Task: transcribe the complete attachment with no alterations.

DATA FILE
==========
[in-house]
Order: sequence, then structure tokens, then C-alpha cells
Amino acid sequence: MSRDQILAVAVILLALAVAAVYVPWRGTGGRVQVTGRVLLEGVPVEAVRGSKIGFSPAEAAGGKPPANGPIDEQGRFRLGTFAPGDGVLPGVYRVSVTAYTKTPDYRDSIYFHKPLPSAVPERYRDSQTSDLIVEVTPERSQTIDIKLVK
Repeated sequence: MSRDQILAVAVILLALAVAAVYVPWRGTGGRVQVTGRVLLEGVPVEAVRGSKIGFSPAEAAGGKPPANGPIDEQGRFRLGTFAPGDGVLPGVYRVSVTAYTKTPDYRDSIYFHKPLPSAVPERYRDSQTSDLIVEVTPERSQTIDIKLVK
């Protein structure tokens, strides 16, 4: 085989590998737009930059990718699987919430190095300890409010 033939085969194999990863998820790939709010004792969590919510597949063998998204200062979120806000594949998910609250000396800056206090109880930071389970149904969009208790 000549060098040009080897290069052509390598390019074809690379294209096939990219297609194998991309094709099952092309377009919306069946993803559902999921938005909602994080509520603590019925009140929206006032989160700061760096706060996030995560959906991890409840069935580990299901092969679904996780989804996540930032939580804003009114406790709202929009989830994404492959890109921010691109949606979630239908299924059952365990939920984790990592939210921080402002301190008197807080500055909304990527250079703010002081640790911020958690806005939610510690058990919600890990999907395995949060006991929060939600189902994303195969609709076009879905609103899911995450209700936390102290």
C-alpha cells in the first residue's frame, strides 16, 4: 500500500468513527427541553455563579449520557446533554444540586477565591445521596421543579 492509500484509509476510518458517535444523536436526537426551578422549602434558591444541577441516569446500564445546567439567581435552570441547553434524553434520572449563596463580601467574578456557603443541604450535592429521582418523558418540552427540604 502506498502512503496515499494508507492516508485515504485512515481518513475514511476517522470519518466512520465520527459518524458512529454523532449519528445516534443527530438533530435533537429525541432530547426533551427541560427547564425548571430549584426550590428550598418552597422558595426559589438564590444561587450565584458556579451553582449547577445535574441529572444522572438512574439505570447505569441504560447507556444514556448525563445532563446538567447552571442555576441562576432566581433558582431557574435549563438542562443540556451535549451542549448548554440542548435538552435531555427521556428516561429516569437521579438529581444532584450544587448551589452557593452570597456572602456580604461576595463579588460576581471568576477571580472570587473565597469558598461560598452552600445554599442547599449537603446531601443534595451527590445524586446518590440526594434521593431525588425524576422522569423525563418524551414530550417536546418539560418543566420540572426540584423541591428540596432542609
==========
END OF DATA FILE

[in-house]
Order: sequence, then structure tokens, then C-alpha cells
Amino acid sequence: MSRDQILAVAVILLALAVAAVYVPWRGTGGRVQVTGRVLLEGVPVEAVRGSKIGFSPAEAAGGKPPANGPIDEQGRFRLGTFAPGDGVLPGVYRVSVTAYTKTPDYRDSIYFHKPLPSAVPERYRDSQTSDLIVEVTPERSQTIDIKLVK
Repeated sequence: MSRDQILAVAVILLALAVAAVYVPWRGTGGRVQVTGRVLLEGVPVEAVRGSKIGFSPAEAAGGKPPANGPIDEQGRFRLGTFAPGDGVLPGVYRVSVTAYTKTPDYRDSIYFHKPLPSAVPERYRDSQTSDLIVEVTPERSQTIDIKLVK
């Protein structure tokens, strides 16, 4: 085989590998737009930059990718699987919430190095300890409010 033939085969194999990863998820790939709010004792969590919510597949063998998204200062979120806000594949998910609250000396800056206090109880930071389970149904969009208790 000549060098040009080897290069052509390598390019074809690379294209096939990219297609194998991309094709099952092309377009919306069946993803559902999921938005909602994080509520603590019925009140929206006032989160700061760096706060996030995560959906991890409840069935580990299901092969679904996780989804996540930032939580804003009114406790709202929009989830994404492959890109921010691109949606979630239908299924059952365990939920984790990592939210921080402002301190008197807080500055909304990527250079703010002081640790911020958690806005939610510690058990919600890990999907395995949060006991929060939600189902994303195969609709076009879905609103899911995450209700936390102290």
C-alpha cells in the first residue's frame, strides 16, 4: 500500500468513527427541553455563579449520557446533554444540586477565591445521596421543579 492509500484509509476510518458517535444523536436526537426551578422549602434558591444541577441516569446500564445546567439567581435552570441547553434524553434520572449563596463580601467574578456557603443541604450535592429521582418523558418540552427540604 502506498502512503496515499494508507492516508485515504485512515481518513475514511476517522470519518466512520465520527459518524458512529454523532449519528445516534443527530438533530435533537429525541432530547426533551427541560427547564425548571430549584426550590428550598418552597422558595426559589438564590444561587450565584458556579451553582449547577445535574441529572444522572438512574439505570447505569441504560447507556444514556448525563445532563446538567447552571442555576441562576432566581433558582431557574435549563438542562443540556451535549451542549448548554440542548435538552435531555427521556428516561429516569437521579438529581444532584450544587448551589452557593452570597456572602456580604461576595463579588460576581471568576477571580472570587473565597469558598461560598452552600445554599442547599449537603446531601443534595451527590445524586446518590440526594434521593431525588425524576422522569423525563418524551414530550417536546418539560418543566420540572426540584423541591428540596432542609